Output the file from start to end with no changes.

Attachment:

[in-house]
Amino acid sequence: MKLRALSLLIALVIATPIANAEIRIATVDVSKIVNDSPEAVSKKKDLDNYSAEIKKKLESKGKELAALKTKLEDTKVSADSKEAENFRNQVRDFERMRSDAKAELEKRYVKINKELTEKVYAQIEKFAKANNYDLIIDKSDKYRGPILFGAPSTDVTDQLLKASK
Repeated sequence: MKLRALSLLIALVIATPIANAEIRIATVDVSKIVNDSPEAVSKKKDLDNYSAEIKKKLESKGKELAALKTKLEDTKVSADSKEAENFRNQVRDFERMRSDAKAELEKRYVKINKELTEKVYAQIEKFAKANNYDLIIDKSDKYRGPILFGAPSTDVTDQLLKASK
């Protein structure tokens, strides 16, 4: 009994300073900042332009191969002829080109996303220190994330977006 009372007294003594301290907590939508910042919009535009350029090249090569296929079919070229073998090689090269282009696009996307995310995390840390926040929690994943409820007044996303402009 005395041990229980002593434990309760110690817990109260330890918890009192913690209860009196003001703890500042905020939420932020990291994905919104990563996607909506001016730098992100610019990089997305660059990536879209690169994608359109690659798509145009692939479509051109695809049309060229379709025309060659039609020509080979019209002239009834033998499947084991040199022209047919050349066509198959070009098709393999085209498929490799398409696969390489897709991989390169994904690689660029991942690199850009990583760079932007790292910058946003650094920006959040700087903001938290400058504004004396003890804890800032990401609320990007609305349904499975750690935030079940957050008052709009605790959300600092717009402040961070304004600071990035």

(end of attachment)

[in-house]
Amino acid sequence: MKLRALSLLIALVIATPIANAEIRIATVDVSKIVNDSPEAVSKKKDLDNYSAEIKKKLESKGKELAALKTKLEDTKVSADSKEAENFRNQVRDFERMRSDAKAELEKRYVKINKELTEKVYAQIEKFAKANNYDLIIDKSDKYRGPILFGAPSTDVTDQLLKASK
Repeated sequence: MKLRALSLLIALVIATPIANAEIRIATVDVSKIVNDSPEAVSKKKDLDNYSAEIKKKLESKGKELAALKTKLEDTKVSADSKEAENFRNQVRDFERMRSDAKAELEKRYVKINKELTEKVYAQIEKFAKANNYDLIIDKSDKYRGPILFGAPSTDVTDQLLKASK
């Protein structure tokens, strides 16, 4: 009994300073900042332009191969002829080109996303220190994330977006 009372007294003594301290907590939508910042919009535009350029090249090569296929079919070229073998090689090269282009696009996307995310995390840390926040929690994943409820007044996303402009 005395041990229980002593434990309760110690817990109260330890918890009192913690209860009196003001703890500042905020939420932020990291994905919104990563996607909506001016730098992100610019990089997305660059990536879209690169994608359109690659798509145009692939479509051109695809049309060229379709025309060659039609020509080979019209002239009834033998499947084991040199022209047919050349066509198959070009098709393999085209498929490799398409696969390489897709991989390169994904690689660029991942690199850009990583760079932007790292910058946003650094920006959040700087903001938290400058504004004396003890804890800032990401609320990007609305349904499975750690935030079940957050008052709009605790959300600092717009402040961070304004600071990035």